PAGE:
Brahms and Clara, who was 14 years older than he, had a very close and lifelong relationship, which included both great affection but also respect for one another. Some of Brahms's earliest letters to Clara, starting in 1854, show him deeply in love with her. Clara's preserved letters to Brahms, except for one, begin much later, in 1858.[29] Hans Gál cautions that the preserved correspondence may have "passed through Clara's censorship."[30] In a letter to her 24 May 1856, two and a half years after meeting her, and after two years either together or corresponding, Brahms wrote that he continued to use for her the German polite form "Sie" (for"you") and hesitated to use the familiar form "Du."[31] Clara agreed that they call one another "Du," writing in her diary "I could not refuse, for indeed I love him like a son".[32] Brahms wrote on 31 May: "I wish I could write to you as tenderly as I love you, and do as many good things for you, as you would like. You are so infinitely dear to me that I can hardly express it. I should like to call you darling and lots of other names, without ever getting enough of adoring you."[33][34] Most preserved letters after this date are about music and musical people, updating one another about their travels and experiences. Brahms much valued Clara's opinions as a composer. "There was no composition by Brahms that was not shown to Clara the moment it was in shape to be communicated. She remained his faithfully devoted adviser."[35]

Brahms's conflict between his love of Clara and respect for her and Robert, led him to allude at one point to suicidal thoughts.[36] Not long after Robert died, Brahms decided he had to break away from the Schumann household. He took leave rather brusquely, leaving Clara feeling hurt.[37] But Brahms and Clara maintained correspondence. Brahms joined Clara and some of her children for some summer sojourns. In a letter to Joachim in 1859, three years after Robert's death, Brahms wrote about Clara: "I believe that I do not respect and admire her so much as I love her and am under her spell. Often I must forcibly restrain myself from just quietly putting my arms around her and even—I don't know, it seems so natural that she would not take it ill."[33][38]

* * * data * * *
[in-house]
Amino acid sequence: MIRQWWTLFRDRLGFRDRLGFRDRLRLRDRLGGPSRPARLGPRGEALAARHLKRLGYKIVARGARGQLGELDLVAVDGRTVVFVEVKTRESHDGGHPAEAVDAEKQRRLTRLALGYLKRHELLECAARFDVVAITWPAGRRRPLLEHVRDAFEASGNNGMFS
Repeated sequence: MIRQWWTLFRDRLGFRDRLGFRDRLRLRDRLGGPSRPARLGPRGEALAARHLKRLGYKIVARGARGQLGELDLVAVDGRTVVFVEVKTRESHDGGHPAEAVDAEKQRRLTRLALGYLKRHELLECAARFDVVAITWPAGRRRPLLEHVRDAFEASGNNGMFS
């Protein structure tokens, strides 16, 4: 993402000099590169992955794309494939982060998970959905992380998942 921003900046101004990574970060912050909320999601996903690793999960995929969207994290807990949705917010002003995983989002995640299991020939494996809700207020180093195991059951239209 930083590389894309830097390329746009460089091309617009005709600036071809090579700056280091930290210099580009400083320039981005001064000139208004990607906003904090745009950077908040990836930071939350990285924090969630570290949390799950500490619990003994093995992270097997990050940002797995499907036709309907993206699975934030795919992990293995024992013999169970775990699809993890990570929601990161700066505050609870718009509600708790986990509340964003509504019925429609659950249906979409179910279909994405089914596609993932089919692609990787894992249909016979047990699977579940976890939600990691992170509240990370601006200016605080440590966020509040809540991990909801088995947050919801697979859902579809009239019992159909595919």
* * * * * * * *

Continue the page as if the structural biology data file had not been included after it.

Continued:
In 1862, Clara bought a house in Lichtental, near Baden-Baden, and lived there with her remaining family from 1863 to 1873. Brahms from 1865 to 1874 spent parts of some summers living in an apartment nearby in a house which is now a museum, the "Brahmshaus" (Brahms house).[39] Brahms appears in later years as a rather avuncular figure in the account of the Schumann's daughter Eugenie.[40] Clara and Brahms undertook a concert tour together, in November–December 1868 in Vienna, then in early 1869 to England, then Holland; the tour ended in April 1869.[41] After Clara moved from Lichtental to Berlin in 1873, the two saw each other less often, as Brahms had his home in Vienna from 1863 onwards. Brahms urged Xlara, in 1887 that their correspondence should be destroyed. In fact Clara kept a number of letters Brahms had sent her, and refrained from destroying many of the letters Brahms had returned.[42] The surviving correspondence was eventually published.[43]

Detmold and Hamburg[edit]

After Robert Schumann's death at the sanatorium in 1856, Brahms divided his time between Hamburg, where he formed and conducted a ladies' choir, and Detmold in the Principality of Lippe, where he was court music-teacher and conductor. Brahms never married, despite strong feelings for several women and despite entering into an engagement, soon broken off, with Agathe von Siebold in Göttingen in 1859. It seems that Brahms was rather indiscreet about the relationship while it lasted, which troubled his friends. After breaking off the engagement, Brahms wrote to Agathe: "I love you! I must see you again, but I am incapable of bearing fetters. Please write me whether I may come again to clasp you in my arms, to kiss you, and tell you that I love you." But they never saw one another again.[44]

Brahms was the soloist at the premiere of his Piano Concerto No. 1, his first orchestral composition to be performed publicly, in 1859. He first visited Vienna in 1862, staying there over the winter, and, in 1863, was appointed conductor of the Vienna Singakademie. Though he resigned the position the following year, and entertained the idea of taking up conducting posts elsewhere, he based himself increasingly in Vienna and soon made his home there. From 1872 to 1875, he was director of the concerts of the Vienna Gesellschaft der Musikfreunde; afterwards, he accepted no formal position. He declined an honorary doctorate of music from the University of Cambridge in 1877, but accepted one from the University of Breslau in 1879, and composed the Academic Festival Overture in response to the University's request for a piece in honor of the occasion.[45]